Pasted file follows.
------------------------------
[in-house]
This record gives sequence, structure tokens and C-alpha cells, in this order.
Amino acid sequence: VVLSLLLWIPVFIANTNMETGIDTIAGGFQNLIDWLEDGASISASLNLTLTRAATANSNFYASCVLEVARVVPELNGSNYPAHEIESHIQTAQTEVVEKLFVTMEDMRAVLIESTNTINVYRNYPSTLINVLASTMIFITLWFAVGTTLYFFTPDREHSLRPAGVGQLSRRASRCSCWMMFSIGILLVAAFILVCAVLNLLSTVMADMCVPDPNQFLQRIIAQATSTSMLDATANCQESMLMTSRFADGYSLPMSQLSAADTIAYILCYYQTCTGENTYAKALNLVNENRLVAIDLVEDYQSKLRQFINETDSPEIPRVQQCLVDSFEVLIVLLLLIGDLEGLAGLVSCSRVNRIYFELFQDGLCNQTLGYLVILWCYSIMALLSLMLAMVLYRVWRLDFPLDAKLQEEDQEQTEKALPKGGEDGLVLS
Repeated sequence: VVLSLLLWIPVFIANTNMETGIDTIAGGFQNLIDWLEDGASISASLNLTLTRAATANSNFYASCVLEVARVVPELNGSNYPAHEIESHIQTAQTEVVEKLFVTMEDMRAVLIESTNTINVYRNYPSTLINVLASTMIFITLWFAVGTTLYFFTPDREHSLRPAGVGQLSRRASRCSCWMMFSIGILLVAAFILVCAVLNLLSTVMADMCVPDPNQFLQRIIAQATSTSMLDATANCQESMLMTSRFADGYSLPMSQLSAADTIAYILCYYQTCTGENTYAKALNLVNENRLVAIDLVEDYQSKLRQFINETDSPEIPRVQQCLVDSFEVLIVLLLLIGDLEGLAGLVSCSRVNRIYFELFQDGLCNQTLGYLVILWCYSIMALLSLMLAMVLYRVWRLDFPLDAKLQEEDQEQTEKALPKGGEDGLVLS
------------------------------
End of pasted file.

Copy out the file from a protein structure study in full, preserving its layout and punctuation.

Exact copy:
[in-house]
This record gives sequence, structure tokens and C-alpha cells, in this order.
Amino acid sequence: VVLSLLLWIPVFIANTNMETGIDTIAGGFQNLIDWLEDGASISASLNLTLTRAATANSNFYASCVLEVARVVPELNGSNYPAHEIESHIQTAQTEVVEKLFVTMEDMRAVLIESTNTINVYRNYPSTLINVLASTMIFITLWFAVGTTLYFFTPDREHSLRPAGVGQLSRRASRCSCWMMFSIGILLVAAFILVCAVLNLLSTVMADMCVPDPNQFLQRIIAQATSTSMLDATANCQESMLMTSRFADGYSLPMSQLSAADTIAYILCYYQTCTGENTYAKALNLVNENRLVAIDLVEDYQSKLRQFINETDSPEIPRVQQCLVDSFEVLIVLLLLIGDLEGLAGLVSCSRVNRIYFELFQDGLCNQTLGYLVILWCYSIMALLSLMLAMVLYRVWRLDFPLDAKLQEEDQEQTEKALPKGGEDGLVLS
Repeated sequence: VVLSLLLWIPVFIANTNMETGIDTIAGGFQNLIDWLEDGASISASLNLTLTRAATANSNFYASCVLEVARVVPELNGSNYPAHEIESHIQTAQTEVVEKLFVTMEDMRAVLIESTNTINVYRNYPSTLINVLASTMIFITLWFAVGTTLYFFTPDREHSLRPAGVGQLSRRASRCSCWMMFSIGILLVAAFILVCAVLNLLSTVMADMCVPDPNQFLQRIIAQATSTSMLDATANCQESMLMTSRFADGYSLPMSQLSAADTIAYILCYYQTCTGENTYAKALNLVNENRLVAIDLVEDYQSKLRQFINETDSPEIPRVQQCLVDSFEVLIVLLLLIGDLEGLAGLVSCSRVNRIYFELFQDGLCNQTLGYLVILWCYSIMALLSLMLAMVLYRVWRLDFPLDAKLQEEDQEQTEKALPKGGEDGLVLS